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Everything’s Changed

“Change is inevitable — except from a vending machine.” – Robert C. Gallagher

When I started working in the toll road industry 20 years ago, coin baskets were a huge part of the toll collection business. Today, all-electronic tolling is making them obsolete. Change is eliminating change as coin baskets vanish from the American landscape, just like tollhouses vanished decades ago.

HistoricPhoto

Historic photo, looking south over Camp Mabry

The world around us is always changing. Change can be difficult to accept, especially for those of us who love history and long for the past. I am as sentimental as anyone. I miss my favorite restaurant (It just wasn’t the same after the owners retired. It eventually closed.) And I mourn the loss of places I once frequented like Kaydeross Park in upstate New York, which is now a lakeside townhouse community.

These days, it seems like nothing is changing more rapidly than Austin. According to the Austin-American Statesman, 167,000 new people moved to the area in just the last four years. New subdivisions are proliferating, high rise condos are sprouting up everywhere and older homes are being renovated or torn down and rebuilt. On MoPac, the story is much the same. After remaining relatively unchanged for more than 40 years, a major transformation is underway.

We are building a better MoPac with new Express Lanes; tasteful sound walls; new, quieter asphalt; enhanced landscaping and better bike and pedestrian facilities. Nearby residents will enjoy a more peaceful existence, and drivers will have greater mobility. But, it won’t be the same MoPac that some folks have grown to know.

The new sound walls will look like the panel painted at left

The new sound walls will look like the panel painted at left

The disheveled wooden fences, thick underbrush and unique graffiti will be gone. In its place will be an attractive, but slightly more urban feeling corridor developed with the input of an aesthetics committee consisting of area neighborhood residents and representatives from groups like the Texas Historical Commission.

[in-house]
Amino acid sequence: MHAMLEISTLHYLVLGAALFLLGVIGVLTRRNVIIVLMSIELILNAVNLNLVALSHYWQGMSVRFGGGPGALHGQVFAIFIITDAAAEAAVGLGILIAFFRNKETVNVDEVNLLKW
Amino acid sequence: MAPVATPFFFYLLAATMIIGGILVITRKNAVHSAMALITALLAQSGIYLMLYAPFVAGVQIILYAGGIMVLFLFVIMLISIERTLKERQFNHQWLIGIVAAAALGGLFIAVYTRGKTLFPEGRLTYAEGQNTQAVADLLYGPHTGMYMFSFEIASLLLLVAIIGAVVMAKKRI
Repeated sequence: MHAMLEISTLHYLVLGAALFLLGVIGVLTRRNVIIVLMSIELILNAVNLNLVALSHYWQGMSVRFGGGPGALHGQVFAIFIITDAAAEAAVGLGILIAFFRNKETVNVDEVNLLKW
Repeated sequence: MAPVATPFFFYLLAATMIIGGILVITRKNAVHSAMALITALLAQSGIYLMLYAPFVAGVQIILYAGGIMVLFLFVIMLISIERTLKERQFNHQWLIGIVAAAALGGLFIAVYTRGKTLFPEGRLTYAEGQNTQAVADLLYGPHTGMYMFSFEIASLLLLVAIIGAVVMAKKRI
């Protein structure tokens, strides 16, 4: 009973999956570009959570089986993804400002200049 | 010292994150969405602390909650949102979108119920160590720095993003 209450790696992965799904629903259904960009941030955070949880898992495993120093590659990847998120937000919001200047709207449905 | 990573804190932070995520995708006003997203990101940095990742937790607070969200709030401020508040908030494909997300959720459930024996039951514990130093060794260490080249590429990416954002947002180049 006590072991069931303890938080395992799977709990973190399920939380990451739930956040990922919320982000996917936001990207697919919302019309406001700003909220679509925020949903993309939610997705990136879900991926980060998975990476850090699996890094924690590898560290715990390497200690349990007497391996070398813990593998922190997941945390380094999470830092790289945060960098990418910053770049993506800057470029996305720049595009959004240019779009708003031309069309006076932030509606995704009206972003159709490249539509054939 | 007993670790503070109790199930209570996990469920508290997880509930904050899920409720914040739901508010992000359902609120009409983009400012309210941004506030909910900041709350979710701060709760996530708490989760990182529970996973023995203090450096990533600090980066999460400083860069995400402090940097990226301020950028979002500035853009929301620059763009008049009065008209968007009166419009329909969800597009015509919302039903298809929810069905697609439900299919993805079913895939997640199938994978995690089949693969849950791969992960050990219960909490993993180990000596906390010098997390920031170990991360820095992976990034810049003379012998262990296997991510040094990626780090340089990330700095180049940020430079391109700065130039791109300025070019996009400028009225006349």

Hopefully, graffiti won’t be as much of a problem on the new MoPac because we will have dozens of traffic cameras monitoring the corridor 24/7. If only graffiti artists could be tasered remotely from our new traffic management center!  Actually, the attorneys thwarted that plan, so instead, we’ll be taking the “Naked Gun” approach to rid the corridor of the scourge of graffiti.

Despite these upgrades, I am sure the facelift will come with a touch of sadness for some longtime residents and even some newcomers.

The band Lonestar expressed the sentiment well in their song “Everything’s Changed”.

“They put up a plant where we used to park
That ol’ drive-in’s a new Wal-Mart
The café is closed where our names were carved on that corner booth
Everything’s changed except for the way I feel about you”

Drive-ins were great except for the swarming mosquitoes and the intolerable summer heat and humidity. In the end, most people opted for air conditioned, bug free indoor theaters. Likewise on MoPac, I suspect most people will ultimately be pleased with the transformation. Best of all, they’ll be able to torture their children by saying “I can remember when MoPac was….”

7 Responses

  1. fritzjof says:

    This is not a good statement: “If only graffiti artists could be TASERED [?!] remotely from our new traffic management center!”

  2. fritzjof says:

    The walls should be a more neutral color – not “gold.”

    • MoPac Man says:

      The colors are actually a tan and an off-white. As I mentioned in the blog, they were developed in consultation with an aesthetics committee and presented to the public during the environmental study process.

  3. Brent says:

    I hope the sound walls are tall enough to do some good and hope they replant trees to replace some of the big old guys that are dying or being dug up for construction.

    • MoPac Man says:

      The landscaping plan includes the planting of hundreds of new trees in the corridor. The Federal Environmental Assessment process included a noise analysis that determined where existing noise exceeded acceptable levels and/or where future noise levels would. The process then determined where sound walls were reasonable and feasible, where they needed to built and how high they needed to be to reduce noise to the degree required under the National Environmental Policy Act. They will have a noticeable impact for “benefitted receivers”.

  4. Tim Damron says:

    Regarding the planting of new trees in the “corridor”, what are the boundaries of the “corridor” ? Dozens of mature trees will be removed from within the established boundaries of the Allandale neighborhood for construction of sound wall #3. Will any of these replacement trees be planted inside the established boundaries for the Allandale neighborhood ?

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